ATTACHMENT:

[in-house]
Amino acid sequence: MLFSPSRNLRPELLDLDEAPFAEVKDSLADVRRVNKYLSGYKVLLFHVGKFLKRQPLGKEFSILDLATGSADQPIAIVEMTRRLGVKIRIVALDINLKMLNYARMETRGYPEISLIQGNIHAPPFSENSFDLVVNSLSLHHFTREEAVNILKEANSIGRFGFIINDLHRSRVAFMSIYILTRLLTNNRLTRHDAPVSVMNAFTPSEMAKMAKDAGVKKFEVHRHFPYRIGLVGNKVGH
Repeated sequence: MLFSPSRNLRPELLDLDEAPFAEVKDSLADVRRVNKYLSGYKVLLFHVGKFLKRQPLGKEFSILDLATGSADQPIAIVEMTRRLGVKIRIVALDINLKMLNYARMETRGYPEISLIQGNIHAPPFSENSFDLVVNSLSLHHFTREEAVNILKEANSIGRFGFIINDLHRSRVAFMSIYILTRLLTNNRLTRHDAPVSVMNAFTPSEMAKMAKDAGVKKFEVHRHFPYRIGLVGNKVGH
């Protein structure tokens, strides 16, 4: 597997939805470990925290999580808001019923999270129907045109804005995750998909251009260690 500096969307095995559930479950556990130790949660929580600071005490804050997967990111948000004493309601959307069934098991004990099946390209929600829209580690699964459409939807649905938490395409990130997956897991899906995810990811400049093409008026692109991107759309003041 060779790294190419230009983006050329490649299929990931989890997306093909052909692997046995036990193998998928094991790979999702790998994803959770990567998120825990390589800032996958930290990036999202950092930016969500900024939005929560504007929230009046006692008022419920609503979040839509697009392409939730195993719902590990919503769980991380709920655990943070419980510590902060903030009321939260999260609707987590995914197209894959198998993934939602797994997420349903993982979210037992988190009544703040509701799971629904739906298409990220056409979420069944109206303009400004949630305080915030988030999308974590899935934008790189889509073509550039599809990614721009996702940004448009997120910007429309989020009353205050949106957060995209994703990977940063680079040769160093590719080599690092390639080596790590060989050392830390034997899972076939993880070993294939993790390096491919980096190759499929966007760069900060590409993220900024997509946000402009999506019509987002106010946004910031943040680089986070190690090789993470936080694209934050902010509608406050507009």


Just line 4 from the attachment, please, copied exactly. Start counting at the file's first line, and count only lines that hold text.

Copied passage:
């Protein structure tokens, strides 16, 4: 597997939805470990925290999580808001019923999270129907045109804005995750998909251009260690 500096969307095995559930479950556990130790949660929580600071005490804050997967990111948000004493309601959307069934098991004990099946390209929600829209580690699964459409939807649905938490395409990130997956897991899906995810990811400049093409008026692109991107759309003041 060779790294190419230009983006050329490649299929990931989890997306093909052909692997046995036990193998998928094991790979999702790998994803959770990567998120825990390589800032996958930290990036999202950092930016969500900024939005929560504007929230009046006692008022419920609503979040839509697009392409939730195993719902590990919503769980991380709920655990943070419980510590902060903030009321939260999260609707987590995914197209894959198998993934939602797994997420349903993982979210037992988190009544703040509701799971629904739906298409990220056409979420069944109206303009400004949630305080915030988030999308974590899935934008790189889509073509550039599809990614721009996702940004448009997120910007429309989020009353205050949106957060995209994703990977940063680079040769160093590719080599690092390639080596790590060989050392830390034997899972076939993880070993294939993790390096491919980096190759499929966007760069900060590409993220900024997509946000402009999506019509987002106010946004910031943040680089986070190690090789993470936080694209934050902010509608406050507009």